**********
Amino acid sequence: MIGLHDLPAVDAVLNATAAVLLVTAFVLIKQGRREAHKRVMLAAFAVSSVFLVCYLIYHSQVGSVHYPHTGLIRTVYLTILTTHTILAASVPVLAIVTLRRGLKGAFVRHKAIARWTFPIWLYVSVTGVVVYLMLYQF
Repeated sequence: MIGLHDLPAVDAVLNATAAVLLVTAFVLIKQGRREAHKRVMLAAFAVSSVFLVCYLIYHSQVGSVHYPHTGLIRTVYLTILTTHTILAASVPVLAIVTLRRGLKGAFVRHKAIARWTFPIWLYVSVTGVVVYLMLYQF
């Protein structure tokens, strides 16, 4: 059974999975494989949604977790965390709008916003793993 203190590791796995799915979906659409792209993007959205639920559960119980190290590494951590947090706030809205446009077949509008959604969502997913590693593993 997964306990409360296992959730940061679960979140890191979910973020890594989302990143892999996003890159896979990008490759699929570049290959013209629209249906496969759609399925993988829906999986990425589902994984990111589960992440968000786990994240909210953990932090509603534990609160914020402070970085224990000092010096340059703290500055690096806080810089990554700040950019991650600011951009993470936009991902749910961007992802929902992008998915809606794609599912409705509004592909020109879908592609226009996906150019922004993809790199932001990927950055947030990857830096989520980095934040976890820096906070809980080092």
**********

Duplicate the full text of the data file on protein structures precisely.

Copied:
Amino acid sequence: MIGLHDLPAVDAVLNATAAVLLVTAFVLIKQGRREAHKRVMLAAFAVSSVFLVCYLIYHSQVGSVHYPHTGLIRTVYLTILTTHTILAASVPVLAIVTLRRGLKGAFVRHKAIARWTFPIWLYVSVTGVVVYLMLYQF
Repeated sequence: MIGLHDLPAVDAVLNATAAVLLVTAFVLIKQGRREAHKRVMLAAFAVSSVFLVCYLIYHSQVGSVHYPHTGLIRTVYLTILTTHTILAASVPVLAIVTLRRGLKGAFVRHKAIARWTFPIWLYVSVTGVVVYLMLYQF
């Protein structure tokens, strides 16, 4: 059974999975494989949604977790965390709008916003793993 203190590791796995799915979906659409792209993007959205639920559960119980190290590494951590947090706030809205446009077949509008959604969502997913590693593993 997964306990409360296992959730940061679960979140890191979910973020890594989302990143892999996003890159896979990008490759699929570049290959013209629209249906496969759609399925993988829906999986990425589902994984990111589960992440968000786990994240909210953990932090509603534990609160914020402070970085224990000092010096340059703290500055690096806080810089990554700040950019991650600011951009993470936009991902749910961007992802929902992008998915809606794609599912409705509004592909020109879908592609226009996906150019922004993809790199932001990927950055947030990857830096989520980095934040976890820096906070809980080092």